Strategic stumble

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Strategic stumble

President Donald Trump’s trip to Asia went reasonably well for Korea. His rhetoric on North Korea changed for the better during the first part of his trip. His National Assembly speech focused on human rights and deterrence of the North, but did not feature previous threats of a preventive U.S. attack should diplomacy with the North fail. He criticized multilateral trade agreements, particularly in his Da Nang speech at APEC, but he did not threaten to withdraw from the Korea-U.S. trade pact, as he has in the past.

His visit to the demilitarized zone was cancelled due to weather, but it was planned in a way that would not create consternation or anxiety in the South. Moon Jae-in celebrated the one-year anniversary of Trump’s electoral victory, learning from other leaders how flattery works with the current occupant of the White House. The American president seemed to have a good time. Of all the stops in Trump’s long trip, Korea seemed the most uncertain in advance and yet turned out fine.

But another less reassuring narrative quietly developed over the same two-week period with respect to Korea’s strategic trajectory. This narrative began with the Korean Foreign Ministry successfully negotiating the terms for China to cease its embargo of Lotte and other Korean firms because of the deployment of the Terminal High Altitude Area Defense (Thaad) missile shield. At first, this appeared to be a significant diplomatic achievement for Seoul. According to the Korean government, no conditions were set for China to reduce its economic coercion. Yet the Chinese Foreign Ministry announced that the Korean side had agreed to three conditions: (1) no further Thaad deployments; (2) no U.S.-Japan-ROK alliance; and (3) no Korean participation in a U.S. regional missile defense system.

The Korean side’s subsequent hesitation to deny the Chinese claim raised concerns in Washington. The official statement from the Korean Foreign Ministry was terse, noting that aside from what was announced publicly, “there was by no means any promise or assurance offered to China in any form whatsoever.” At first, that seemed reassuring to Washington, but then in official U.S.-Japan-South Korea trilateral defense talks scheduled during Trump’s visit to Asia, the Korean side withdrew from previous agreements to conduct trilateral air force exercises. Suspicion deepened that perhaps Seoul had offered some verbal assurances to the Chinese side along the lines claimed by Beijing. This is the prevailing view among experts in Washington, Tokyo and — I am certain — in Beijing.

No matter what the actual substance of the China-ROK agreement, this is a dangerous narrative for Korea for four reasons.

First, it appears to confirm China’s belief that embargos and economic pressure work. In an effort to save Beijing’s face by not overtly contradicting Chinese allegations that there were conditions for ending the embargo, Seoul has made it easier for hardliners in Beijing to propose similar coercion in the future.

Second, by appearing to rule out further strengthening of U.S.-South Korea-Japan defense cooperation, Seoul has undercut a central tool in the U.S. strategy to keep more pressure on North Korea and has simultaneously reduced the incentives for Beijing to pressure Pyongyang.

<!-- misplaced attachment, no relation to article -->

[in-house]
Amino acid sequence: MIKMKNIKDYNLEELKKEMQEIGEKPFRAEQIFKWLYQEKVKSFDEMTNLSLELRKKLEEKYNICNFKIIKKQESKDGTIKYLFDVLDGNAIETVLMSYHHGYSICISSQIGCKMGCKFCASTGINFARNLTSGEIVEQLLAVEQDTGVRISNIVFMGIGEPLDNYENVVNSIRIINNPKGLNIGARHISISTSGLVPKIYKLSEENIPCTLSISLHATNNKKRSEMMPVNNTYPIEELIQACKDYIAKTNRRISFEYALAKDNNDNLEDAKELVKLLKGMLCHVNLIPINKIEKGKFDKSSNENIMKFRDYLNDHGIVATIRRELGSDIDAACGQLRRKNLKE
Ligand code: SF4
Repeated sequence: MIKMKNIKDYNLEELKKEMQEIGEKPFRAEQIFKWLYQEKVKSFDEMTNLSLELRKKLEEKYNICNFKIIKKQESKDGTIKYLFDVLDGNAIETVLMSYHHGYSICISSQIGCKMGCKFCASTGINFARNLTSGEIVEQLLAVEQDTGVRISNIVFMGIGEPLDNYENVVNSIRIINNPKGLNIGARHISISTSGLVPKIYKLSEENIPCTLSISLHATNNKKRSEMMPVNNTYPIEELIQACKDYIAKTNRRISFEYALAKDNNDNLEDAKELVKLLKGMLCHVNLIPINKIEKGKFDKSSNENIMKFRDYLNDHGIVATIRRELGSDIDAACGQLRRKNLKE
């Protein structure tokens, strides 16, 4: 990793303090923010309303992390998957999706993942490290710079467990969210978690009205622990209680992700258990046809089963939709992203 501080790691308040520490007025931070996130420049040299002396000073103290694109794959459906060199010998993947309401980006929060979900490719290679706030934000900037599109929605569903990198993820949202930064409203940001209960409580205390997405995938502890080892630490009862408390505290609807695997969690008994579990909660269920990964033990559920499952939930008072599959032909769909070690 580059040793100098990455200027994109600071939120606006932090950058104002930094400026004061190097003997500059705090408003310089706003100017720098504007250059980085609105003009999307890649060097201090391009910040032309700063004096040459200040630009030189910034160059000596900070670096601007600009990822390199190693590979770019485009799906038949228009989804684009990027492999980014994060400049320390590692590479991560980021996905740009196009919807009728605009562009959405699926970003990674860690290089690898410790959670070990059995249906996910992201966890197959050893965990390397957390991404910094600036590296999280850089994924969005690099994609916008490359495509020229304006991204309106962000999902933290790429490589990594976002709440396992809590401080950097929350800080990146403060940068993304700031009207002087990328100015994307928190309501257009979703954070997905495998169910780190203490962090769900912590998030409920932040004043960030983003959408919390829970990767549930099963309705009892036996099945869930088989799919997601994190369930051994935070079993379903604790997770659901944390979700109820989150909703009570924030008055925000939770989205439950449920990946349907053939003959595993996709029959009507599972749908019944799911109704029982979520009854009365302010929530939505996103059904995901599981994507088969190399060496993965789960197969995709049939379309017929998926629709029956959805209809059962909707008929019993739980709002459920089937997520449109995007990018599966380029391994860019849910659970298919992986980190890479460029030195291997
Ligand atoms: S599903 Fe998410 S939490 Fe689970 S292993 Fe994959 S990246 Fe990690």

Third, at a time when Trump and Moon were beginning to move closer together on North Korea policy — or at least diverge less — there is new doubt about Seoul’s trustworthiness.

Finally, at a time when Abe was urging Trump to build closer ties to Moon, Tokyo is now going to be more hesitant to stand up for Korea in its own consultations with Washington.

The U.S. side is partly to blame. The Free and Open Indo-Pacific concept announced by Secretary of State Rex Tillerson and highlighted in Manila with a U.S.-Japan-Australia-India quadrilateral consultation puts South Korea in a somewhat less certain position. There is merit in the U.S. concept, but it was derived from the Japanese Foreign Ministry and has its roots in American strategic tradition going back to Alfred Thayer Mahan and George Kennan, both of whom did not think the United States had strategic interests in Korea.

This historical hiccup would not have mattered, except for the difficulties in U.S.-South Korea relations caused by the White House attacks on the FTA and the lavish attention put on Japan and Prime Minister Shinzo Abe. Korea is a peninsula, and thus has both maritime and continental strategic outlooks. Korea should have been an explicit component of the Free and Open Indo-Pacific, but I have found that Korean scholars and officials have more questions about the concept than praise.

At the end of the day, I believe the fundamentals of the U.S.-South Korea alliance are very solid, whether measured in public opinion polls, shared values, deep economic investment, or the incredible cooperation between U.S. and South Korean forces. I also suspect that Moon is desperately trying to balance a range of difficult tensions — between the hard left and centrists elements in his political party; between the government and the opposition; between Japan and China; and between the United States and China.

The problem is that when Korea focuses on maintaining just the right balance among the major powers, it only invites greater rivalry among those powers for strategic influence on the peninsula. History teaches that the reality of Korean foreign policy strategy is often not as important as how the major powers around Korea perceive that strategy. The major powers might be getting the wrong lessons from the past two weeks.

*The author is senior vice president for Asia and Japan chair at the Center for Strategic and International Studies and associate professor at Georgetown University in Washington, DC.

Michael Green
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